By Lekshmi Parameswaran
The sense of precariousness that has ensnared Pakistan is difficult to overlook as the country gears up for national elections on July 25. With the upcoming elections being only the second time that power will be handed over in the country in a democratic manner, the importance of the occasion is not lost on anyone. In the characteristic race to power that precedes any election in a democracy, the rise of a 29-year-old man weighed down by family legacy and an entire party’s expectations has surprised many. The man in question is Bilawal Bhutto Zardari, the scion of the Bhutto dynasty and the leader of the Pakistan People’s Party (PPP).
Bilawal Bhutto first came to the limelight in 2007 as a nervous 19-year-old unable to fathom the responsibility that had been put on his shoulders following his mother Benazir Bhutto’s assassination. Appointed as Chairman of PPP, with no real experience in politics or even an understanding of the country’s complex political milieu, few would have thought that the Oxford-educated Bhutto - like his mother - would ever make a mark in a role that was thrust on him. A little over a decade since he assumed such an important position, his evolution as a leader who holds promise for a country in need of a sane voice is striking.
With his public rallies attracting large scale crowds and him being able to effectively engage the audience on issues that resonate at the local level, it is no longer far- fetched to draw comparisons with his mother’s fire-brand campaigning style. On the international stage too, Bhutto has made a mark with his display of political maturity. In the World Economic Forum held at Davos earlier this year, where he spoke about Pakistan’s counter-terrorism efforts, and his presentation of a reasoned critique of how sensationalism has overtaken real news in Pakistan reflected his political and intellectual evolution. Giving an interview to India Today on the sidelines of the summit, Bhutto articulated the message of peace between the neighbours while not once compromising on the nationalist narrative that he and his party stands by. In that conversation was seen glimmer of a leader who could approach the intricacies of bilateral relations without giving in to the sophism that characterizes international politics.
Perhaps it is too early to sound the trumpet and announce the arrival of Bilawal Bhutto on a stage occupied by his political opponents from Pakistan Muslim League - Nawaz (PML-N) and Pakistan Tehreek-e-Insaf (PTI). The waning influence of Left parties all over the world coupled with the corruption allegations that was responsible for unseating from power the previous PPP government headed by Asif Ali Zardari are challenges that the young Bhutto will find daunting to overcome.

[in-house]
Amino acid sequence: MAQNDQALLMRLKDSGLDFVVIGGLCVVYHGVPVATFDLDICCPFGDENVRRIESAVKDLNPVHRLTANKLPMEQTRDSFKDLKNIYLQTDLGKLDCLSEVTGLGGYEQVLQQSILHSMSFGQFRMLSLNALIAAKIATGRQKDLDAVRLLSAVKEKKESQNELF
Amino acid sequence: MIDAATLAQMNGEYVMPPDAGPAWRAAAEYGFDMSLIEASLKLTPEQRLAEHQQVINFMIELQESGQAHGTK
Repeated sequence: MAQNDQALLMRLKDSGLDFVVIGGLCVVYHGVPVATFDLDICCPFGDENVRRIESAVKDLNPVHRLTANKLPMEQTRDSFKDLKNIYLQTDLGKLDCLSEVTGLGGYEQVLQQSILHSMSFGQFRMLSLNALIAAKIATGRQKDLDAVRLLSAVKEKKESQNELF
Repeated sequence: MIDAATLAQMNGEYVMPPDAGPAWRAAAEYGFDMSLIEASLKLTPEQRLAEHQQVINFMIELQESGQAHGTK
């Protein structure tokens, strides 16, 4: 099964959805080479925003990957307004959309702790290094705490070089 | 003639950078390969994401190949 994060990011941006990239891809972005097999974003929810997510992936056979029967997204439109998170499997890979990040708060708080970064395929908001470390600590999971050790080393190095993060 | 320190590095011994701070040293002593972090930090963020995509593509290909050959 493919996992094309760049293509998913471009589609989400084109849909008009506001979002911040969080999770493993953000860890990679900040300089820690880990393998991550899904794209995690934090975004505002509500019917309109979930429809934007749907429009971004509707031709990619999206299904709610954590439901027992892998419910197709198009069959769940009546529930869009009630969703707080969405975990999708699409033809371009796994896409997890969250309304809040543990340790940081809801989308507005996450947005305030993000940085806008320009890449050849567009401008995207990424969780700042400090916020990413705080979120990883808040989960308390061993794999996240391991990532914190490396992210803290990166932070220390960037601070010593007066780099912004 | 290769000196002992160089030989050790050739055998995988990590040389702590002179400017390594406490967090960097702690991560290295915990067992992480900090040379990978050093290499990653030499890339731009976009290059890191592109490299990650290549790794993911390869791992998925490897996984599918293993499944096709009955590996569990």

Founded by his grandfather Zulfikar Ali Bhutto, PPP, which celebrated its 50th anniversary last year, seems to have long forgotten the very ideals that formed its basis. The principles of Islamic socialism and nationalism that gave the citizens of Pakistan a semblance of nationhood are no longer espoused by the party. The PPP of the present times is going through an identity crisis in a country where the far right and the military are ruling the roost.
In an article in Dawn, Zahid Hussain points out that though PPP has far more progressive ethos than other mainstream parties, its leadership is completely alienated from the “changing social, political and economic dynamics.” According to him, for the past glory of the PPP to be restored, it would need much more than “dynastical appeal and shrine politics”. This is an observation that Bilawal Bhutto can well imbibe if he wants to regain the populism that PPP once symbolized. Unlike leaders hailing from other dynasties, Bilawal cannot take shelter in his family’s legacy. He has before him the onerous task of righting the wrongs of his father and re-imagining his party’s future to make it relevant at a time when the voters have started looking beyond political idealism. Maybe Bhutto had this goal in mind when in an interview with The Economist he said, it is time to reclaim the “societal space and the cultural space” that Pakistan has ceded over time to those in power. With the novelty that he brings in the thought process of a country marred by multi-layered power and social struggles, the princeling might be instrumental in giving Pakistan its lost identity as well as new aspirations!
(The author is a Researcher, Society for Policy Studies and an alumnus of Jawaharlal Nehru University, New Delhi. She can be contacted at firstname.lastname@example.org)